Platform Engineering is helping organizations streamline the way with which they are building applications and delivering value to their customers. But how do you make sure you are building the right thing and building the thing right? In this blog, we will talk about how Portworx provides the resilient and enterprise grade data platform for your internal developer platforms (IDPs) – ensuring you are building the best platform to increase developer productivity and reduce operational overhead. 

But before we talk about Portworx, let’s talk about how organizations can measure progress and build a successful DevOps practice by talking about the latest DORA Report. This year’s research focused on not just software delivery performance metrics like previous reports but added three key outcomes that organizations should aim for to get better: 

  • Organizational performance: Focus not just on revenue – but also the value an organization brings to its customers and its extended community
  • Team performance: Enable applications and service teams to create value, innovate and collaborate better
  • Employee well-being: Focus on increasing productivity while reducing burnout, resulting in an overall satisfying job experience

 

Continuous Improvement

Organizations should focus on approaches like Kaizen to make small but continuous improvements that can help them move closer to the outcomes discussed above and become a high-performing or an elite organization. Platform Engineering is one such practice through which organizations are aiming to reduce unnecessary toil on developers, so they don’t have to spend time and effort on performing repetitive and non-differentiated tasks that can lead to burnout. Platform engineering is about building golden paths for developers, so they can focus their efforts on innovating and creating value for customers. 

Organizations that are on the forefront of platform engineering have dedicated teams working on building internal developer platforms for their developers and treating their internal developer platforms as a product that caters to their internal customers. Organizations should not just focus on what vendors are pitching as the best way to build platforms, but rather look internally, interview application and service teams, identify their day to day challenges, and see how they can fix those by building golden paths. A simple “hello world” version of an internal developer platform might just provide developers with the ability to get access to a build server to run their CI/CD pipelines, but that’s not where it should stop. Building golden paths is about identifying bottlenecks or repetitive tasks and building abstractions to streamline development cycles inside an organization.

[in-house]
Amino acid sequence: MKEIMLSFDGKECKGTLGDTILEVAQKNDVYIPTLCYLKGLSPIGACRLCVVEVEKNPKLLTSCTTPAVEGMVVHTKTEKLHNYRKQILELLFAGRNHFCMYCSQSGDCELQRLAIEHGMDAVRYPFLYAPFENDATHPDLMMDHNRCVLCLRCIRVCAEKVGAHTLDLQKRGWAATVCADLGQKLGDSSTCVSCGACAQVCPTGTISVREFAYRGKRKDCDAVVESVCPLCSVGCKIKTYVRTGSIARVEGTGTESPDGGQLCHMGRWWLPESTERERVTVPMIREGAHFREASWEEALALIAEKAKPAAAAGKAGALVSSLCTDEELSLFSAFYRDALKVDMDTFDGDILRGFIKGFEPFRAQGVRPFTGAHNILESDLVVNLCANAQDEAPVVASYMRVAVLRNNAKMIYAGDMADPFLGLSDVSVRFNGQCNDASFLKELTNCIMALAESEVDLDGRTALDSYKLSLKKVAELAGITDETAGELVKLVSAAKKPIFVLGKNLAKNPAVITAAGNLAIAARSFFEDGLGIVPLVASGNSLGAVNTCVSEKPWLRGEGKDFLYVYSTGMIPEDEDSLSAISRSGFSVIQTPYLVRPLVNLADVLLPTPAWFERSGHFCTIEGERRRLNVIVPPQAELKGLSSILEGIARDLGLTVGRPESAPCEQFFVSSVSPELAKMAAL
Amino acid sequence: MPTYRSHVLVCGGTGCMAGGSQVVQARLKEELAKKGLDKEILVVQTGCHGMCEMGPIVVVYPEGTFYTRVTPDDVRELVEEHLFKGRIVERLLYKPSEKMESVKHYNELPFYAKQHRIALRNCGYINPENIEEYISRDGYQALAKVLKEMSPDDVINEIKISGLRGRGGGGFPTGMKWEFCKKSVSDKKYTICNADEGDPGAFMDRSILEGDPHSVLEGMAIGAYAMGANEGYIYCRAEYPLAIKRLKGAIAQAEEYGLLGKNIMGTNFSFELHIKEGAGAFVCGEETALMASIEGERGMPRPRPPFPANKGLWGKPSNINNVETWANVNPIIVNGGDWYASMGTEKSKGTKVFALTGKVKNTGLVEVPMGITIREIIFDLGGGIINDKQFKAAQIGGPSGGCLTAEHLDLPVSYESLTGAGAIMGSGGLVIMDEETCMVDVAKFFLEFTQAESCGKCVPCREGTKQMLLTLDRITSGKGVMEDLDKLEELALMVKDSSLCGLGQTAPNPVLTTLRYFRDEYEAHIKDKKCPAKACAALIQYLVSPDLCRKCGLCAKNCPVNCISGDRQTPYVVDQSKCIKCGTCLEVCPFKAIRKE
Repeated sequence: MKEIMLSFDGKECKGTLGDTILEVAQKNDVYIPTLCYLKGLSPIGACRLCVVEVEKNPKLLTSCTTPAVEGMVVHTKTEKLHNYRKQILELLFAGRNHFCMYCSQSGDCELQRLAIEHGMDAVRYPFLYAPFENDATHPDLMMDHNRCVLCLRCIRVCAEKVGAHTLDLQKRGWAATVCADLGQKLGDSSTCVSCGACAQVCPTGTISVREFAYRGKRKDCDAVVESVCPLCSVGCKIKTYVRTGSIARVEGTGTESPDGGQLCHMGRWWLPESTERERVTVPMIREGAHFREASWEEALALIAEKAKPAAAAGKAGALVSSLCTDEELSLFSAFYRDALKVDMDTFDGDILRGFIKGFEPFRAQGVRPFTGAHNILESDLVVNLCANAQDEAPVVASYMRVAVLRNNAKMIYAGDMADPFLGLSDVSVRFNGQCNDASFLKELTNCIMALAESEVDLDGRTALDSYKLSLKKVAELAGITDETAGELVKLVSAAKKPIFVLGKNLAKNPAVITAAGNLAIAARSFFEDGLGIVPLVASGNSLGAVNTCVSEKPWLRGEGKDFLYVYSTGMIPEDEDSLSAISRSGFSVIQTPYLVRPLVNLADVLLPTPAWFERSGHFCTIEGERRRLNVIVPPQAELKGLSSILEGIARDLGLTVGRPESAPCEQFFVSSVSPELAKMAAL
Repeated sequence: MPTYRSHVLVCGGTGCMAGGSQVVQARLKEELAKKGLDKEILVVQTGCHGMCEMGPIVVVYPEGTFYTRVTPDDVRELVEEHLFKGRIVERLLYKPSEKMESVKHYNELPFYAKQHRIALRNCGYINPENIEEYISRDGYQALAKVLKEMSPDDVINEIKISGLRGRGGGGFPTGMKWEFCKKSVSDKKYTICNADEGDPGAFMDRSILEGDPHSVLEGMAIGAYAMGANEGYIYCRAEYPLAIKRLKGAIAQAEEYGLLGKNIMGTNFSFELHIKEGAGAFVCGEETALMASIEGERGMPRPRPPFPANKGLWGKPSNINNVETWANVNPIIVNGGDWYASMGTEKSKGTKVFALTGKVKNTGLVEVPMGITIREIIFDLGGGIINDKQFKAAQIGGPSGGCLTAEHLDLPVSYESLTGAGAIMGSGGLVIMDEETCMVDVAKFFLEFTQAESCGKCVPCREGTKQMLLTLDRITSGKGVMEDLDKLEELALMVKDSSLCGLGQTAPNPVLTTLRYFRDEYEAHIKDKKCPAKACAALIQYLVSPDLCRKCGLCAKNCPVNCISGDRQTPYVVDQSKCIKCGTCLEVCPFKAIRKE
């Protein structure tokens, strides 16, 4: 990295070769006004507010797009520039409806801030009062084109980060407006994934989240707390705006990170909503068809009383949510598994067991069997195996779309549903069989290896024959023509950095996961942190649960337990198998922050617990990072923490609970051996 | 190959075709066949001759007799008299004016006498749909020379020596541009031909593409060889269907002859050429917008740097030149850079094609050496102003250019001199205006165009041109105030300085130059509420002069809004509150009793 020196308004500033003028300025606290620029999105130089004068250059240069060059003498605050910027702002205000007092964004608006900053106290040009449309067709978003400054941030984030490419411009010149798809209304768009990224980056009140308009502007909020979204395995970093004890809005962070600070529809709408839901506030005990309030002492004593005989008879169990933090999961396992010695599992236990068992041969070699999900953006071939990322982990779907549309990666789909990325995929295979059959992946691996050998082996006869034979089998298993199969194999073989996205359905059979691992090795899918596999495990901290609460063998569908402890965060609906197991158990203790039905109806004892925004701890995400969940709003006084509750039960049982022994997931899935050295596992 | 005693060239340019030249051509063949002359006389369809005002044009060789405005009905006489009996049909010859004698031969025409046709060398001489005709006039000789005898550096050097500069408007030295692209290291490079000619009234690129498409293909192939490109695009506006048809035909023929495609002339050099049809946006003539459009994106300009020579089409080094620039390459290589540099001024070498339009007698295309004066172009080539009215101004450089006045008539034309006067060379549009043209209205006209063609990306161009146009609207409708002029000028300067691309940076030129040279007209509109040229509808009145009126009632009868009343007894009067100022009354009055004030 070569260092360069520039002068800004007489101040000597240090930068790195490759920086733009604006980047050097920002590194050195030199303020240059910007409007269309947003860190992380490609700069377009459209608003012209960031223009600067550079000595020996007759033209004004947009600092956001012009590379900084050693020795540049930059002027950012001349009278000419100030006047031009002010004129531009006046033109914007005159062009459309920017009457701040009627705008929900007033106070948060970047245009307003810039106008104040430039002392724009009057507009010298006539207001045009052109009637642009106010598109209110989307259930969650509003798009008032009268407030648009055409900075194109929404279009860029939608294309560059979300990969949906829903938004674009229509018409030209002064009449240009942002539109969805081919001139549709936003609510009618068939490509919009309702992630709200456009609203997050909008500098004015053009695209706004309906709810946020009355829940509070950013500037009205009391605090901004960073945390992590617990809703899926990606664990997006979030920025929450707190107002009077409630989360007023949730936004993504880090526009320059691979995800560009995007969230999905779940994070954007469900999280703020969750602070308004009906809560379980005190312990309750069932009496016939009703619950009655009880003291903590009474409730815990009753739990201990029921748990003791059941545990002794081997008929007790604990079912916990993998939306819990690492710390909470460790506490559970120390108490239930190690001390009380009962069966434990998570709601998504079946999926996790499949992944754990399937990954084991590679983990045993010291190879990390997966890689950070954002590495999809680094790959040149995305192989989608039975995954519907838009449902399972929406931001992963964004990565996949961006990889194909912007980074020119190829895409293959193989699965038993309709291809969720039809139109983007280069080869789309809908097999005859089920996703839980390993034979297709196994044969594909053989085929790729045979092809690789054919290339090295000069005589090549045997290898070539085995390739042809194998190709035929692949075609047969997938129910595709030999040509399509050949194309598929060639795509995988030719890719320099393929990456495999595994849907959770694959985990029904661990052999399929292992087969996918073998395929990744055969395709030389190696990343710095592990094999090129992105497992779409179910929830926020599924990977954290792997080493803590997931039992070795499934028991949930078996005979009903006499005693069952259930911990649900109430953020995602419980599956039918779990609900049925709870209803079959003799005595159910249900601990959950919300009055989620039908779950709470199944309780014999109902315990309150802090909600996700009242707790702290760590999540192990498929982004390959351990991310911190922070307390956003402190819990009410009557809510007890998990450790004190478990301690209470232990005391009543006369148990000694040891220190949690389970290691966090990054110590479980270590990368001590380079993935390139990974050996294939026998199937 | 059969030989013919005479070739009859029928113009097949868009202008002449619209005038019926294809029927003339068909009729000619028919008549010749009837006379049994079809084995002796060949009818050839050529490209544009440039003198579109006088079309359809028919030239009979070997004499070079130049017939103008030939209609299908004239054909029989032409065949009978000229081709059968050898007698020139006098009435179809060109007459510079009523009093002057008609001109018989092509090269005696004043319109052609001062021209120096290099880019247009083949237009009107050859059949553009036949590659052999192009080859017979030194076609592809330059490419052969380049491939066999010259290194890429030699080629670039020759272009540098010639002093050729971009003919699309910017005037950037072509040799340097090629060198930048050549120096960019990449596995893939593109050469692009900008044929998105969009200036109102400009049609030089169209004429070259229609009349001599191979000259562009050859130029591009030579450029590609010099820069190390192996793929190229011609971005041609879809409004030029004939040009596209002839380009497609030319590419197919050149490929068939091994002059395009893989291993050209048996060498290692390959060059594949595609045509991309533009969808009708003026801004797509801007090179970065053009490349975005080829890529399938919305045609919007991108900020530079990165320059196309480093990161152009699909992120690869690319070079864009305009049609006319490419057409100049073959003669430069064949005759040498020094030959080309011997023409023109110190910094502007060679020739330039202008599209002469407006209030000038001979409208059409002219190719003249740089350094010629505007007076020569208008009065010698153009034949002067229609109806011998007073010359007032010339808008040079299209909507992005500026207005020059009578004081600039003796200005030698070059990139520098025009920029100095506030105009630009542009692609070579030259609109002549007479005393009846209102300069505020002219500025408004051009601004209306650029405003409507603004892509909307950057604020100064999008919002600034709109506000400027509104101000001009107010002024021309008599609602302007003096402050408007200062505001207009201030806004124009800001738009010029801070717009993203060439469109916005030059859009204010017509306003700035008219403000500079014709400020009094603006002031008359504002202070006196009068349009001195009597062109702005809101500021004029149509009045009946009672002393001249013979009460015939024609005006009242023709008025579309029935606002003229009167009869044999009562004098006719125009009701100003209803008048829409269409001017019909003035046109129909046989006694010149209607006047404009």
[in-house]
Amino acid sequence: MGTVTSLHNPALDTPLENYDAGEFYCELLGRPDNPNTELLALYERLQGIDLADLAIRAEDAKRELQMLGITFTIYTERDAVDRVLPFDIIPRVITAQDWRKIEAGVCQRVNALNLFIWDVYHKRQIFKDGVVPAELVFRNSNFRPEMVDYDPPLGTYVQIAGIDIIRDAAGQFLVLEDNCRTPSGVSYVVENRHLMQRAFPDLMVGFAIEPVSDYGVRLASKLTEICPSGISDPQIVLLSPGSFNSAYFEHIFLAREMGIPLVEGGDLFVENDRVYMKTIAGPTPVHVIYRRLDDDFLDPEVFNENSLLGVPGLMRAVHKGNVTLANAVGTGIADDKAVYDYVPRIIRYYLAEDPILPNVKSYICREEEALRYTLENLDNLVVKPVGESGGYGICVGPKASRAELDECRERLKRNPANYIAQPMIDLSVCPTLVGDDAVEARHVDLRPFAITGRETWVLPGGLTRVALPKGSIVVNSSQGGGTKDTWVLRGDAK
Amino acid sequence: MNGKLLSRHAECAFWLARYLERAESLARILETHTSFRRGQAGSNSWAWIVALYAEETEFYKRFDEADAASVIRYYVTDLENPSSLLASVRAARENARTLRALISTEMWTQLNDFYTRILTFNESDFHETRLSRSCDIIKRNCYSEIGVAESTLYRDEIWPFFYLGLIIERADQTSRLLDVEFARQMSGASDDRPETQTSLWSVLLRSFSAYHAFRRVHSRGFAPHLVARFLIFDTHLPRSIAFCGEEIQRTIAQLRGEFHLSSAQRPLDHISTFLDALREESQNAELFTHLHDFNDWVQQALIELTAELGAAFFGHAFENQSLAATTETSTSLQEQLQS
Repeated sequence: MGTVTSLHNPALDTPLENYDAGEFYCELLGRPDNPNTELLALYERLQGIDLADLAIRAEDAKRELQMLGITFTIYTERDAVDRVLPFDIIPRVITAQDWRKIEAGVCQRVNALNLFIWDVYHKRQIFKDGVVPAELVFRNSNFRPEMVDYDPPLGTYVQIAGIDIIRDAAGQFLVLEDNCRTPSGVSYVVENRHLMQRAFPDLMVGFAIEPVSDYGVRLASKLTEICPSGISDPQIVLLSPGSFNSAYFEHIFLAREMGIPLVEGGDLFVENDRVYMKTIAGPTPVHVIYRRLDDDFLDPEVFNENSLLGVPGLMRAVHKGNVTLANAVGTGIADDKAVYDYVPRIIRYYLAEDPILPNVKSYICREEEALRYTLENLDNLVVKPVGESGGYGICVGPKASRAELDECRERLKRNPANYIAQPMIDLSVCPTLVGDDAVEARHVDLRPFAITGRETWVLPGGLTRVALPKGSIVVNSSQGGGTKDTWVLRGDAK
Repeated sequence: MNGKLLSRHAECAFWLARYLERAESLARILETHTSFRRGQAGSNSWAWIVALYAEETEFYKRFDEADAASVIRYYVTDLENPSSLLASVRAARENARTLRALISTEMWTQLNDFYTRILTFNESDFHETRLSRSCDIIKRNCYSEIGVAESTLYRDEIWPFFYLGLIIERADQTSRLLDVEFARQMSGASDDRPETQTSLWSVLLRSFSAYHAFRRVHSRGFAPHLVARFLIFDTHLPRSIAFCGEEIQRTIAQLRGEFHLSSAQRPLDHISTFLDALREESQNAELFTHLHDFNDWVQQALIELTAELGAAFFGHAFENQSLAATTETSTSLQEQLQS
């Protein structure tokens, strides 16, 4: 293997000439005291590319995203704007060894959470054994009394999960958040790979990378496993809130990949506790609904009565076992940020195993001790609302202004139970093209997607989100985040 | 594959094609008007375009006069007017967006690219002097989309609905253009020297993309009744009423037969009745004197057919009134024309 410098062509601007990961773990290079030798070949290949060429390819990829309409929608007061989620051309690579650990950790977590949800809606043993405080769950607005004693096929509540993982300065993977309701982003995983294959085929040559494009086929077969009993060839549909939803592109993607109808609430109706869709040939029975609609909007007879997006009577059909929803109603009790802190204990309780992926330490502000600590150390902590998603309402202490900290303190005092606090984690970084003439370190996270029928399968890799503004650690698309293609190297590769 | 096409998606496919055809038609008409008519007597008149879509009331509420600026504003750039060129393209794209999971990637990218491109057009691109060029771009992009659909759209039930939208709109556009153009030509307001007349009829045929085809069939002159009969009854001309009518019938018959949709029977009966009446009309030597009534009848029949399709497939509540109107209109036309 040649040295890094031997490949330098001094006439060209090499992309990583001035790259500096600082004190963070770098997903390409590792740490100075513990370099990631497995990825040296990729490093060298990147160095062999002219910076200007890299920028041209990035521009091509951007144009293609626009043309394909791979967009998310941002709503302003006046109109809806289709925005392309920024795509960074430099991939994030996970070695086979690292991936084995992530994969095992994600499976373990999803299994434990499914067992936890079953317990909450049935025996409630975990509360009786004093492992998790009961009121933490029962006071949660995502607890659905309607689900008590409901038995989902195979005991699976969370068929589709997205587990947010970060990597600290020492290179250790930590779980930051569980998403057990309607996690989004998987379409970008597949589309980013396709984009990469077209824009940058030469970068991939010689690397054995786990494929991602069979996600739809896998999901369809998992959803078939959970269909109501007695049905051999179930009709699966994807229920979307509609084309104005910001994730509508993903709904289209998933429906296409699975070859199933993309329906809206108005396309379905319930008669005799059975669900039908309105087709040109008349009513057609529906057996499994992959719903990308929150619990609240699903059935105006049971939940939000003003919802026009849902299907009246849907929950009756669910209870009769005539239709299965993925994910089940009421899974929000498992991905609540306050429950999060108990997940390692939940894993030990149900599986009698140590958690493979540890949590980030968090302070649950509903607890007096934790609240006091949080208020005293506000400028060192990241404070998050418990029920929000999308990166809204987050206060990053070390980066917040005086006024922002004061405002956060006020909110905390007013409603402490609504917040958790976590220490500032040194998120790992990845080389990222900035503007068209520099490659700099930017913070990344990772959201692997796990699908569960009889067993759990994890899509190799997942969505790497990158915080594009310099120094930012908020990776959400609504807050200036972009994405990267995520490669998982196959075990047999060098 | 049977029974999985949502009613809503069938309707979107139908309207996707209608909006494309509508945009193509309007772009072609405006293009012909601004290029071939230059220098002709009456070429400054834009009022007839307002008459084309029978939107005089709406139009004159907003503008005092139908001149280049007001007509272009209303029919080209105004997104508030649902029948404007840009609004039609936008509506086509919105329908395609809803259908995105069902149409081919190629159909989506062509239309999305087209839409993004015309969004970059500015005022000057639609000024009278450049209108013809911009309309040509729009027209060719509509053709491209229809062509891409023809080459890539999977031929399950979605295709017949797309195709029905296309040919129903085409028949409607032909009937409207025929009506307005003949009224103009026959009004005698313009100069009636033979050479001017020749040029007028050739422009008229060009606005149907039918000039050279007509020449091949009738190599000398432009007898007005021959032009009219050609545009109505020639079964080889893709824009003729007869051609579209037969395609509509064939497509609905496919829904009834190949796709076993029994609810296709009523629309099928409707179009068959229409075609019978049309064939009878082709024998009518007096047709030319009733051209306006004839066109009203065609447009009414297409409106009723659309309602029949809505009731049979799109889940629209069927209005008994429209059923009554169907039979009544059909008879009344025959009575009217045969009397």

Let’s talk about a couple of non-golden paths or “gravel paths” that organizations are stuck on today: 

  • Developers that are building applications for the multi-cloud world have to spend a lot of dev cycles and sprint budgets to add application resiliency features in their code. Avoiding single point of failure scenarios like node/server failures or cloud region failures involves additional design work, development cycles and QA testing before code can be pushed to production. This is all time that is not spent on building better applications for customers.
  • Being on-call is often the most stressful part of the job for developers and SREs as they have to be on standby and ready to respond if there is an outage or an urgent incident like an application component going offline. On-call responsibilities might never go away with the “You build it, You run it” mantra, but, organizations should always learn from incidents and build abstractions, so that developers don’t have to worry about the same outages on a recurring basis. One such scenario is storage capacity management – we all know that an application component will go offline if it runs out of storage. While this might be an easy fix if your underlying solution and StorageClass allow online expansion, it will still result in a developer or SRE getting paged in the middle of the night – which can lead to burnout and unnecessary toil.

 

Portworx helps build Golden Paths for Internal Developer Platforms

Let’s talk about how Portworx helps pave over those gravel paths and build golden paths for your organization. This is not supposed to be an exhaustive list of golden paths that you should have in your internal developer platform, but it gives examples of paths that are essential for reducing toil on developers. 

  • Native High Availability and Replication: With Portworx high availability, platform engineers can create golden paths by configuring custom storage classes on your underlying Kubernetes clusters with different levels of replication factors. When the user deploys a new stateful application on the Kubernetes cluster, they can rely on the underlying platform to replicate their data across different nodes in the cluster. This eliminates the need for developers to maintain multiple copies of their data at the application level – thus freeing up cycles needed to add that logic in their application code or configurations.